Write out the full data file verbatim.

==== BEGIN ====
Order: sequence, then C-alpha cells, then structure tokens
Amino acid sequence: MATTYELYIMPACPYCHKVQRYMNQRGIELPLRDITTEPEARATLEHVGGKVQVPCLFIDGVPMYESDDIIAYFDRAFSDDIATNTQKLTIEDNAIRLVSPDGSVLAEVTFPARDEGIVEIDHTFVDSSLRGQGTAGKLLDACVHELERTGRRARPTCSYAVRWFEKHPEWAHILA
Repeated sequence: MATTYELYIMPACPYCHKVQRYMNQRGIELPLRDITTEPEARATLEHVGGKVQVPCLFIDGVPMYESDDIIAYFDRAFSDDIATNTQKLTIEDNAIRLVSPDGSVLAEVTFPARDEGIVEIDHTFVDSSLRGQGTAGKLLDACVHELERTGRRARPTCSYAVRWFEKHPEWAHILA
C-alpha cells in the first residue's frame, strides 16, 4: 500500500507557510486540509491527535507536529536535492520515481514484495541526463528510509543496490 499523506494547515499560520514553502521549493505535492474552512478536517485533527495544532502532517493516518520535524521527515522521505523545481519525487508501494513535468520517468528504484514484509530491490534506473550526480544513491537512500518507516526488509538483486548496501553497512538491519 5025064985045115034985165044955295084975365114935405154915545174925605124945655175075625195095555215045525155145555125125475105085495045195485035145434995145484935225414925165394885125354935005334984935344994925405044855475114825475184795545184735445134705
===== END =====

Order: sequence, then C-alpha cells, then structure tokens
Amino acid sequence: MATTYELYIMPACPYCHKVQRYMNQRGIELPLRDITTEPEARATLEHVGGKVQVPCLFIDGVPMYESDDIIAYFDRAFSDDIATNTQKLTIEDNAIRLVSPDGSVLAEVTFPARDEGIVEIDHTFVDSSLRGQGTAGKLLDACVHELERTGRRARPTCSYAVRWFEKHPEWAHILA
Repeated sequence: MATTYELYIMPACPYCHKVQRYMNQRGIELPLRDITTEPEARATLEHVGGKVQVPCLFIDGVPMYESDDIIAYFDRAFSDDIATNTQKLTIEDNAIRLVSPDGSVLAEVTFPARDEGIVEIDHTFVDSSLRGQGTAGKLLDACVHELERTGRRARPTCSYAVRWFEKHPEWAHILA
C-alpha cells in the first residue's frame, strides 16, 4: 500500500507557510486540509491527535507536529536535492520515481514484495541526463528510509543496490 499523506494547515499560520514553502521549493505535492474552512478536517485533527495544532502532517493516518520535524521527515522521505523545481519525487508501494513535468520517468528504484514484509530491490534506473550526480544513491537512500518507516526488509538483486548496501553497512538491519 5025064985045115034985165044955295084975365114935405154915545174925605124945655175075625195095555215045525155145555125125475105085495045195485035145434995145484935225414925165394885125354935005334984935344994925405044855475114825475184795545184735445134705